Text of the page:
Hundreds of traders in Rivers State trooped to the Government House, Port Harcourt in protest, pleading with Governor Siminalayi Fubara to reopen the Rumu-Woji Mile One market in Port Harcourt.
The traders said they want the shops to be allocated to the original owners who were displaced following a fire outbreak in 2013.
Speaking with newsmen, one of the protesting market leaders, Princess Georgewill, also appealed for compensation to the genuine traders to enable them start afresh.
Georgewill debunked claims that most of the rightful owners of the shops were dead.
She stated, “I came to the Government House today to let everybody know and to plead with our dear governor, who promised to reopen the shops by end of January.
“Now January is coming to an end, there is the need to let government know that the genuine shop owners are alive. Just the way phase one was given to the genuine traders, that is how this crowd here are expecting to have their shops allocated to them in phase two.
“It has lingered. The reason we are here is that some men came here with a make belief that the governor sent them.
“They claimed that the original shop owners of phase two are all dead. So we came here to prove to them and whosoever they sold that narrative to that it is fake. That the shop owners are alive and are set to receive their shops.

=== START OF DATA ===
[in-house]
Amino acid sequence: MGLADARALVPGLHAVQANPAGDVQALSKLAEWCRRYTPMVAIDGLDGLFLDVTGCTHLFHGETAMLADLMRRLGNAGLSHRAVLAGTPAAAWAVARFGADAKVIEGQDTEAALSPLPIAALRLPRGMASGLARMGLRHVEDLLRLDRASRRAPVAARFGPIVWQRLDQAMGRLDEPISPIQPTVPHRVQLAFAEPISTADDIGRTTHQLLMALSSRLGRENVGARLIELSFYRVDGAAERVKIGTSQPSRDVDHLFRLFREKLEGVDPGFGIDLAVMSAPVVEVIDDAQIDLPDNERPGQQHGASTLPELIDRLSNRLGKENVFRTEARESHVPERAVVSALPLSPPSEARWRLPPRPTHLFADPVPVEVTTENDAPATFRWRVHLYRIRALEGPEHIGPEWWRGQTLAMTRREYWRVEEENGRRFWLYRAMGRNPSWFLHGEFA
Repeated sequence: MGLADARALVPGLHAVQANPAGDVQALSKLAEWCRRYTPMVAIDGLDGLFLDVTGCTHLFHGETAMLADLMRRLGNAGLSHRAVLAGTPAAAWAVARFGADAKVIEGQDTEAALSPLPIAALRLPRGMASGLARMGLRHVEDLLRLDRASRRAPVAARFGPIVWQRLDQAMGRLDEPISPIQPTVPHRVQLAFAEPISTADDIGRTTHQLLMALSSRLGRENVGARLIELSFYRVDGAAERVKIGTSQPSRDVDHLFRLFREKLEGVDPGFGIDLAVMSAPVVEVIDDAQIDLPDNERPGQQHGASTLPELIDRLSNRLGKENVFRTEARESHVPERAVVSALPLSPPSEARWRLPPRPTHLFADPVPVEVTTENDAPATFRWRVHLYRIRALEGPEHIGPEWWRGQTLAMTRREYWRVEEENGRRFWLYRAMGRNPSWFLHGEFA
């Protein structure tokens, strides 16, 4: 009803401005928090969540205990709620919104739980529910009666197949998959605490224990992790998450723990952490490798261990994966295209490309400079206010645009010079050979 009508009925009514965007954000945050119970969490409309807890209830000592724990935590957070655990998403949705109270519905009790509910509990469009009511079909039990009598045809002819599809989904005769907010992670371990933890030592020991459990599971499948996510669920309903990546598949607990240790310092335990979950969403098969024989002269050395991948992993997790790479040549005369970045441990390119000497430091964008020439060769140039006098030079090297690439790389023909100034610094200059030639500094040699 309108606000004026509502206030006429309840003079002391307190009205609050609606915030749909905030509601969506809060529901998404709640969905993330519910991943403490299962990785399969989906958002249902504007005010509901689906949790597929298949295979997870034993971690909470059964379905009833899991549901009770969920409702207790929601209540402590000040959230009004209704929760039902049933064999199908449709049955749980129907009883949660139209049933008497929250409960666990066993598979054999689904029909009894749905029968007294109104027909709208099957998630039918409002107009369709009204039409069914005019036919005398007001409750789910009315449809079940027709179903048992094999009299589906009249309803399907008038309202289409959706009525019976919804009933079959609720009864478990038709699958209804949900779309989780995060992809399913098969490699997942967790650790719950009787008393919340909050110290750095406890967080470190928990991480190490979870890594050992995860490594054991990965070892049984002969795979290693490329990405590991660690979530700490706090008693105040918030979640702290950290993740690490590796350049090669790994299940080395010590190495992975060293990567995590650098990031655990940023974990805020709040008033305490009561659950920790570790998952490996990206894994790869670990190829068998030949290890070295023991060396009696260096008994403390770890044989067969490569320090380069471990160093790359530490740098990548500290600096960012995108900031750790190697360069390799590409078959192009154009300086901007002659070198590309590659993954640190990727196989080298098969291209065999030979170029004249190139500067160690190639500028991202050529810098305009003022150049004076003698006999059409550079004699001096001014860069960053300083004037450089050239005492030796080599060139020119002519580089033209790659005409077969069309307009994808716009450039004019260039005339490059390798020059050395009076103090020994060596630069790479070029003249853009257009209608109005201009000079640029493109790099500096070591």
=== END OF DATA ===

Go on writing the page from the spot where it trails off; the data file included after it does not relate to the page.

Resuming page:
“Not only to get into their shops, they should be compensated to start up the business. They need help to set up their businesses back.”
Other traders said the shops should be allocated to the traders who were there in 2013, when the market was gutted by fire, by requesting for their documents.
One of them stated, “I left that shade on the 17th December, 2013 when the market caught fire. I didn’t pick anything I have from the fire.
“Since then I have not been doing anything because of no money. So we are begging our governor to come and help us get back our shops.
“Many of us have become beggars. The government said we have to do balloting. I don’t think up to 10 genuine traders got the shop.”
He averred, “Now they are asking us to bring N5 million, N10 million, because they want to give our shops to other people. The people that they did ballot with don’t have papers.”
He pleaded that government should look into the traders’ documents and certificates, “because we are the original owners and they should release our shops to us.”